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Re: Summary of strings, markup, and language tagging in RDF (resend)

From: Patrick Stickler <patrick.stickler@nokia.com>
Date: Thu, 3 Jul 2003 12:29:41 +0300
Message-ID: <004e01c34145$aa2c1370$580ea20a@NOE.Nokia.com>
To: "ext Brian McBride" <bwm@hplb.hpl.hp.com>, "Martin Duerst" <duerst@w3.org>
Cc: "Graham Klyne" <gk@ninebynine.org>, "Dan Connolly" <connolly@w3.org>, <w3c-i18n-ig@w3.org>, "Ralph R. Swick" <swick@w3.org>, <misha.wolf@reuters.com>, "Tim Berners-Lee" <timbl@w3.org>, "rdf core" <w3c-rdfcore-wg@w3.org>

----- Original Message -----
From: "ext Brian McBride" <bwm@hplb.hpl.hp.com>
To: "Martin Duerst" <duerst@w3.org>
Cc: "Graham Klyne" <gk@ninebynine.org>; "Dan Connolly" <connolly@w3.org>;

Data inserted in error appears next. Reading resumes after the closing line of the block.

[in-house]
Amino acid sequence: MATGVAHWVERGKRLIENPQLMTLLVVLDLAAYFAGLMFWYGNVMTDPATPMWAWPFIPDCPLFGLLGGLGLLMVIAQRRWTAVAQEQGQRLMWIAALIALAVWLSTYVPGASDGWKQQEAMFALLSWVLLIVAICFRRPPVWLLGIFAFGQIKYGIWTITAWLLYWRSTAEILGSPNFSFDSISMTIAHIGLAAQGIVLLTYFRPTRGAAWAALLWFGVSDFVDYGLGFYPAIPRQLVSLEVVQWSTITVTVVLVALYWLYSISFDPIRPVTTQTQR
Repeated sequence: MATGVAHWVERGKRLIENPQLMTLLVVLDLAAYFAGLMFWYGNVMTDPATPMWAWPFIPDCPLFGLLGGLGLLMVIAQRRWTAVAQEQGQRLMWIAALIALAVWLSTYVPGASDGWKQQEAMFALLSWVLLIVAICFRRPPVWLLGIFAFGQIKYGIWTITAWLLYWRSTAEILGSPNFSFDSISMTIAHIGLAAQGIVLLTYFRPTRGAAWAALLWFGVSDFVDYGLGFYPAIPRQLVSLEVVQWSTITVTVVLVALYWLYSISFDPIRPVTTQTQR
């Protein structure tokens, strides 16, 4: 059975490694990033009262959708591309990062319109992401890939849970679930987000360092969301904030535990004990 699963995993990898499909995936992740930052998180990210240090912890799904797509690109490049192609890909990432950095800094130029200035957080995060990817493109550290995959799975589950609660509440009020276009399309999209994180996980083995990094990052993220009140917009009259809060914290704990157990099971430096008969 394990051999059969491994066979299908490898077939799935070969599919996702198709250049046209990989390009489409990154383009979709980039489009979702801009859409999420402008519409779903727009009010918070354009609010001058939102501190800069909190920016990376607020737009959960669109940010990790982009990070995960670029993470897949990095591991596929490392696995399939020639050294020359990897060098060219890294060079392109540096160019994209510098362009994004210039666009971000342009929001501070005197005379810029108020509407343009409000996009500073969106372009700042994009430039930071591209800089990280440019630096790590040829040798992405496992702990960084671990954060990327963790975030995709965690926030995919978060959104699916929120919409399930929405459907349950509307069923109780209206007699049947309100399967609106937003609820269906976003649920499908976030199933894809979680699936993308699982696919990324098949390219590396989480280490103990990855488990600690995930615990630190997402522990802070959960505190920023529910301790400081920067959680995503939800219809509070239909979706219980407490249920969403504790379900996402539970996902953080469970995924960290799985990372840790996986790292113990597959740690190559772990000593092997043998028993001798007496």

<w3c-i18n-ig@w3.org>; "Ralph R. Swick" <swick@w3.org>;
<misha.wolf@reuters.com>; "Tim Berners-Lee" <timbl@w3.org>; "rdf core"
<w3c-rdfcore-wg@w3.org>
Sent: 02 July, 2003 12:30
Subject: Re: Summary of strings, markup, and language tagging in RDF
(resend)


> RDFCore considered a number of options, but the relevant ones were that
> the object of the statement should either be one of the following xml
> fragments:

Martin, et. al,

In the hopes of offering something useful to this discussion, I'll
summarize my own thoughts on this issue, which I'll do with the
caveat (or possibly benefit ;-) of just having a month long vacation 
from all this stuff:

It may be useful to consider the following viewpoint regarding the
significance of xml:lang in the processing of  RDF/XML.

RDF/XML is an intermediate tool for the interchange of
knowledge between disparate systems, not for the direct
modelling and consumption of knowledge. RDF/XML 
could be seen as providing instructions of a sort for how to 
construct an RDF graph. 

It is the resultant graph that matters to RDF applications, 
not the RDF/XML serialization.

XML is not the "model of consumption" for RDF knowledge, 
and as such, many of the constraints and conventions relevant for 
the consumption of XML documents where the XML encoding 
*is* the model of consumption simply do not apply to RDF